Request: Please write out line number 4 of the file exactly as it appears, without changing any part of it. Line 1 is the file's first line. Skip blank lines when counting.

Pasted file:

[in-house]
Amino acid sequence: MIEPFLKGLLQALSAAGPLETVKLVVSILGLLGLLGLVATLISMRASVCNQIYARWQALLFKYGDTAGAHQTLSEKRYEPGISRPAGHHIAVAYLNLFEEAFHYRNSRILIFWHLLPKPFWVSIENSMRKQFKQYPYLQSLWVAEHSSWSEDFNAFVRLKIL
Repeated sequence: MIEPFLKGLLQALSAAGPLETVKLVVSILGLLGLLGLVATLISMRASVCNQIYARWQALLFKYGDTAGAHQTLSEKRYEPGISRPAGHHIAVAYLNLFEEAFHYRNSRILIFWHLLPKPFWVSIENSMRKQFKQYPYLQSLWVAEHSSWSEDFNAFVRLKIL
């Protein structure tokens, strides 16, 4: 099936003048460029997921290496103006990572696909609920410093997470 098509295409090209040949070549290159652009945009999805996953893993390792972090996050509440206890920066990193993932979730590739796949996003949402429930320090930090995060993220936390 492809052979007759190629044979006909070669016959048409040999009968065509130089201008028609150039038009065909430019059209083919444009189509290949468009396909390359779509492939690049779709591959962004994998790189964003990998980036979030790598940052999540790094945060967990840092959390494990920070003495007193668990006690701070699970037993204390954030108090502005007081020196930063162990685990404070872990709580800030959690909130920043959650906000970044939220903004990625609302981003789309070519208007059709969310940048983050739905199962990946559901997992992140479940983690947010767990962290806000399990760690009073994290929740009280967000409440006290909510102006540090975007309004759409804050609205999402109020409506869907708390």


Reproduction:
């Protein structure tokens, strides 16, 4: 099936003048460029997921290496103006990572696909609920410093997470 098509295409090209040949070549290159652009945009999805996953893993390792972090996050509440206890920066990193993932979730590739796949996003949402429930320090930090995060993220936390 492809052979007759190629044979006909070669016959048409040999009968065509130089201008028609150039038009065909430019059209083919444009189509290949468009396909390359779509492939690049779709591959962004994998790189964003990998980036979030790598940052999540790094945060967990840092959390494990920070003495007193668990006690701070699970037993204390954030108090502005007081020196930063162990685990404070872990709580800030959690909130920043959650906000970044939220903004990625609302981003789309070519208007059709969310940048983050739905199962990946559901997992992140479940983690947010767990962290806000399990760690009073994290929740009280967000409440006290909510102006540090975007309004759409804050609205999402109020409506869907708390």